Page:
Figure 6

Figure 5 Mean test ratings plotted by training rating of the exemplar that is looked at most (x-axis), similarity (panels 1 to 4 from left to right), and number of matches in cue values between the most looked at exemplar and the test item (e.g., Panel 2 summarizes data for items that shared 2 cue values with 1 of the 4 exemplars and 0 or 1 cue values with each of the other 3 exemplars). Darker points indicate more matches in cue values. The size of points indicates the strength of looking at nothing with larger points indicating higher fixation proportions. Results are plotted over task conditions. Standard errors show within-subject 95% confidence intervals.

Figure 7

Table 3 Results of behavioral measures in Experiment 2

Figure 8

Figure 6 Estimated means for proportions of fixation on the most similar exemplar location as a function of the similarity of test items to exemplars for the 2 task conditions in Experiment 2. Standard errors show estimated within-subject 95% confidence intervals. Gray dots show individual participants’ means.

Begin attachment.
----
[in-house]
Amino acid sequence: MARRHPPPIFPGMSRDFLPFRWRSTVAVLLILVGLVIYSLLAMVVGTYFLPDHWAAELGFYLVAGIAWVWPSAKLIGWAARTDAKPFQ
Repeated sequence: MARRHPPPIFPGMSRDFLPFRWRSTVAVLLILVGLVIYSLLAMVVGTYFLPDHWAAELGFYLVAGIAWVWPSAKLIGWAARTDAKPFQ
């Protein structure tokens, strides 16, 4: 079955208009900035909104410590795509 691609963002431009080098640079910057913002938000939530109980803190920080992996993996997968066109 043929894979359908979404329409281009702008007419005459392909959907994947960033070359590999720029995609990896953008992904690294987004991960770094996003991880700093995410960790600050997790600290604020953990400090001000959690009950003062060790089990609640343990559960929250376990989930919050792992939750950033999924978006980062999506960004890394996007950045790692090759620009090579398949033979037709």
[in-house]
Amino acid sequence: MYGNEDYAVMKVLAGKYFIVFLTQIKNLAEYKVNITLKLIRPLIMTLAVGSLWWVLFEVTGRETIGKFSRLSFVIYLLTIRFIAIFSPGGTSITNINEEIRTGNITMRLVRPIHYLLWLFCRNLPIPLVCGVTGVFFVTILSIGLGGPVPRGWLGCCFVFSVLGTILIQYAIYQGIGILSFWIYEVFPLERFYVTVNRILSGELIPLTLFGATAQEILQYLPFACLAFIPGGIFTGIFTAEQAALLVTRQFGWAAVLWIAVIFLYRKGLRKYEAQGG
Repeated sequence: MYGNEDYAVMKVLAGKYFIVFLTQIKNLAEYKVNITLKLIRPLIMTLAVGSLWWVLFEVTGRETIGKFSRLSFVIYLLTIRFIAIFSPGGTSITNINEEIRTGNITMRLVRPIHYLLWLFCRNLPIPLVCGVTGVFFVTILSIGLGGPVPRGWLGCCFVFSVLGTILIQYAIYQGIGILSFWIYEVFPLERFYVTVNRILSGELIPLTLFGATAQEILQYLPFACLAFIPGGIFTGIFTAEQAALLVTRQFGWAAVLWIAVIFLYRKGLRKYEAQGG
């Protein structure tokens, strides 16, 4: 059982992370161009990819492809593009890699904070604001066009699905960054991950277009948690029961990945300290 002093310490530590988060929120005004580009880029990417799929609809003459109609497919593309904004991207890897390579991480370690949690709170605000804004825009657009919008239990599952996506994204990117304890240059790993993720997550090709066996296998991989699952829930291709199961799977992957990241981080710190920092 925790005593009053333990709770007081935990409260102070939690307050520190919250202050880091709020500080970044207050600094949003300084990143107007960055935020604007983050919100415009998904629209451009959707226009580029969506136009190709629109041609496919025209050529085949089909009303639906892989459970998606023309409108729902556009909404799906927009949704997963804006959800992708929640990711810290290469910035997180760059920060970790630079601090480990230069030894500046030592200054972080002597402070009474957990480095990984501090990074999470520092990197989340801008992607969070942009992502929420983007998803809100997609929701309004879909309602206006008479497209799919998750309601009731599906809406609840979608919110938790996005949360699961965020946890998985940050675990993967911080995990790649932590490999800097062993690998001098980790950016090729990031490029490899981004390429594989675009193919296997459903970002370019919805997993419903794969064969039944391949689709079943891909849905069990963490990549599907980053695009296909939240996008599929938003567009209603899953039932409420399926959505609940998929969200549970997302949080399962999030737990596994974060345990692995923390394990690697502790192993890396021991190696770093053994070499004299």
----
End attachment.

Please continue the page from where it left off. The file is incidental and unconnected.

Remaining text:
Figure 9

Table 4 Results of the mixed model analyses test the moderating effect of looking at nothing on the relation between training and test judgments of Experiment 2

Figure 10

Figure 7 Estimated marginal means for the influence of training rating of the most similar exemplar on the test rating. This influence is moderated by the amount of looking at nothing (A). When randomly selecting the fixation proportions for any of the exemplar locations, the moderating effect goes away (B). The variables training rating and fixation proportions were centered on 0. Standard errors show estimated 95% confidence intervals.

Figure 11

Figure 8 Mean test ratings are plotted by training rating of the exemplar that is looked at most (x-axis), similarity, and number of matches in cue values between the most looked at exemplar and the test item. Darker points indicate more matches in cue values. The size of points indicates the strength of looking at nothing with larger points indicating higher fixation proportions. Results are plotted over task condition. Standard errors show within-subject 95% confidence intervals.

Figure 12

Table A1 Item structure

Figure 13